Williams dismissed those saying action is impossible on gun issues, noting, that there were naysayers in the 80s and 90s when, “Law enforcement was pivotal in passing a string of federal gun laws:  the ban on cop-killer bullets; the ban on undetectable plastic guns; and the Brady Law requiring background checks for guns purchased through licensed dealers.  We know that common sense can prevail.”

The National Law Enforcement Partnership to Prevent Gun Violence is comprised of:

Commission on Accreditation for Law Enforcement Agencies, Inc.
Hispanic American Police Command Officers Association
International Association of Campus Law Enforcement Administrators
International Association of Chiefs of Police
Major Cities Chiefs Association
National Association of Women Law Enforcement Executives
National Organization of Black Law Enforcement Executives
Police Executive Research Forum
Police Foundation

39 Responses to The National Law Enforcement Partnership to Prevent Gun Violence: Stop Hiding Behind the Second Amendment

  1. I heard this guy talking awhile back. Trust me when I say this. I am very active in the National LE scene and Local (East Coast) LE scene and I haven been for 23 years. This guy commands nothing. His organization is a joke and he does NOT represent police officers, the majority of which do not support such bans at all.

    • I was going to say not one of those “organizations” appears to represent beat cops at all…..
      Am I right in thinking this?

    • he may not represent anybody, but his group is getting media coverage. i could never understand a black man or a jew who favors gun control. in this country at least, gun control started as a means to disarm freed men of color. i’m old enough to remember “whites only” and “colored only” signs in the south. rf may delete this but the only way to describe this man is”uncle tom”. that comes from an ofwg.

      • Well to that end, my grand parents escaped Nazi Germany. My parents hate guns, I have no idea why as my dad remembers Perl harbor, and Korea, and served in both.
        As a person of Jewish faith I tell myself never again. Hence why I served in the IDF.

        • san, i don’t want to get to nosey here but you’ve said you served in the idf before. were you there in 73 during the yom kippor war?

        • One of my ancestors died in the King David Hotel bombing. Apparently Irgun felt that my grandfather deserved to die for being English. As a victim of bigotry I say never again. It’s why I carry.

      • “i could never understand a black man or a jew who favors gun control”

        The JPFO (Jews for the Preservation of Firearms Ownership) published a piece on the subject. They noted that the three most vocal anti-gun ‘groups’ have many members which perceive their group as a victim culture: women, blacks, and Jews.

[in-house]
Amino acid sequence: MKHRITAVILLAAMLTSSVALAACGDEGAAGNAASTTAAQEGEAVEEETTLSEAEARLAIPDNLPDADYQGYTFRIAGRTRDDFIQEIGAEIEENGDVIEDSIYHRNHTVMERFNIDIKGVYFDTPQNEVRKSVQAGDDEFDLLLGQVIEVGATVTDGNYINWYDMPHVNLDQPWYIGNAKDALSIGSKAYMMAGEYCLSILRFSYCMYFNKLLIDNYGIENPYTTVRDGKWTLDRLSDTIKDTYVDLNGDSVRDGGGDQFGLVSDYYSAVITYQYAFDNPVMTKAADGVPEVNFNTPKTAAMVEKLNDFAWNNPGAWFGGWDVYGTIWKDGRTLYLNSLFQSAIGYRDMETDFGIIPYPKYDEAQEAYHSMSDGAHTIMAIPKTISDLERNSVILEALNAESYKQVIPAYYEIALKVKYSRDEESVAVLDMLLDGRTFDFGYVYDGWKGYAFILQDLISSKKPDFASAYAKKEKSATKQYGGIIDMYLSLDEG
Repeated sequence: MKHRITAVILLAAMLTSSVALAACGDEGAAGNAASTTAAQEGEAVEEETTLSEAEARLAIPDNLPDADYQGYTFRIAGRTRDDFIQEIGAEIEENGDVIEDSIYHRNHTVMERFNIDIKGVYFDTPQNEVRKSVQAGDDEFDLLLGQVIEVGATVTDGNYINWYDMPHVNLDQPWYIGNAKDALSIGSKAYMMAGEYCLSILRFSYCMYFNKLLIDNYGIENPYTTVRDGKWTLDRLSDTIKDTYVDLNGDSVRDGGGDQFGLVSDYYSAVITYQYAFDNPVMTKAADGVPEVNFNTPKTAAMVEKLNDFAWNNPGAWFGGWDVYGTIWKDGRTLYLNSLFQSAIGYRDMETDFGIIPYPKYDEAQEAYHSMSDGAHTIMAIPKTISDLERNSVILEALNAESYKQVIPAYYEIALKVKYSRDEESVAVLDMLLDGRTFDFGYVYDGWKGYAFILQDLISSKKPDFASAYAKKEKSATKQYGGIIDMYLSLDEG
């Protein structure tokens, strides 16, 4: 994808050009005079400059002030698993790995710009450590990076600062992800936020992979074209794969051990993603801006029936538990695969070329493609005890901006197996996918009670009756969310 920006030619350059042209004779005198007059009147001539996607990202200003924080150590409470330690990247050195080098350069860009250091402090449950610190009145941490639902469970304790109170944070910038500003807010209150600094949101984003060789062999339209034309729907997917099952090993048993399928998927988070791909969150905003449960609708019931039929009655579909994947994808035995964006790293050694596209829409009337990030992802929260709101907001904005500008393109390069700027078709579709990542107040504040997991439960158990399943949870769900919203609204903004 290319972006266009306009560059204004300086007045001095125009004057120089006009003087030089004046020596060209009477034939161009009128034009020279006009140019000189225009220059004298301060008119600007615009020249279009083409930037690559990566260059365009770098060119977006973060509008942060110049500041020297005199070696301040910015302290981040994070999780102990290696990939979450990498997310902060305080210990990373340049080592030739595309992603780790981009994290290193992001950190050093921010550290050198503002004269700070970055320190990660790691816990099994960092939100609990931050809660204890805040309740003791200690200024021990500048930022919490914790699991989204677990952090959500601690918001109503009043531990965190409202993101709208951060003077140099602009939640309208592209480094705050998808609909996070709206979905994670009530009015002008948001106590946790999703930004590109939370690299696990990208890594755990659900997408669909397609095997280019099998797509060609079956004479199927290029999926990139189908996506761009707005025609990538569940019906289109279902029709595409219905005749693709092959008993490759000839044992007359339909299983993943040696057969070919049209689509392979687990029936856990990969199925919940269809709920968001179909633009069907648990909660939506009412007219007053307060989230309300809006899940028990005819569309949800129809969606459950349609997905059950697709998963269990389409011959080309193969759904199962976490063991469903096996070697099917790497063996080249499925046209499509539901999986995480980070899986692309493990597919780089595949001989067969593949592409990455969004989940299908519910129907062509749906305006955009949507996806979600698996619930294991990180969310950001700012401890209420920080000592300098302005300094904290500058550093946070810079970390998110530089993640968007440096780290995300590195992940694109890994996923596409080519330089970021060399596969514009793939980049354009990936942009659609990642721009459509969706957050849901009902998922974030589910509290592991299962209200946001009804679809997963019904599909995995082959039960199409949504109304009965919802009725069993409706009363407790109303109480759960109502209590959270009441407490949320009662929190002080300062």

• that may be true for now. but i’ve noticed at the ranges i go to that of late there’ve been a lot of women there shooting. not just cheering their men on. just today i went to the range and there was a young woman shooting by herself and a couple of the range employees were women. i welcome this and hope it becomes more common.

        • I am Black and have a lot of friends who carry and we go to the range together.

        • DD, you know as well as I that no demographic is 100% for or against any damn thing. You’re at one end of the black spectrum, someone else is at the other. What this was discussing is the majority of those in between. Likewise, my wife is certainly not anti gun, she carried every day she went to college in Richmond, VA from 1965-1969. A quick check of the laws at that time will give you an idea of her mindset. Still, she would not argue that women are not in the forefront of the grabbers. My impression has been that Jews lean toward grabbers, but I’ve not had enough experience there to make a guess otherwise.

  2. The founders never imagined or intended the internet, movies, or radio as a means of free speech. Time to censor those too?

    Funny that he uses a civil rights example in an argument demanding we take away rights.

    In the end, police are no different from normal people. There are those that are good, honorable police who abide by “serve and protect” and are smart enough to understand the uselessness of gun control. And then there are tyrants who believe their job is to dominate and lord over the second-class masses and take away peoples’ rights for their own safety, because they’re more important. Take a crack at which one this Williams scumsucker is.

    The funny thing is I would never purchase some useless, jam-happy C-mag and in truth, I don’t understand why anyone would. But as an American, I don’t interfere in other people’s lawful purchases. I’m also intelligent enough to know that anyone halfway decent with a gun can reload and lose maybe one or two seconds over a high-cap mag.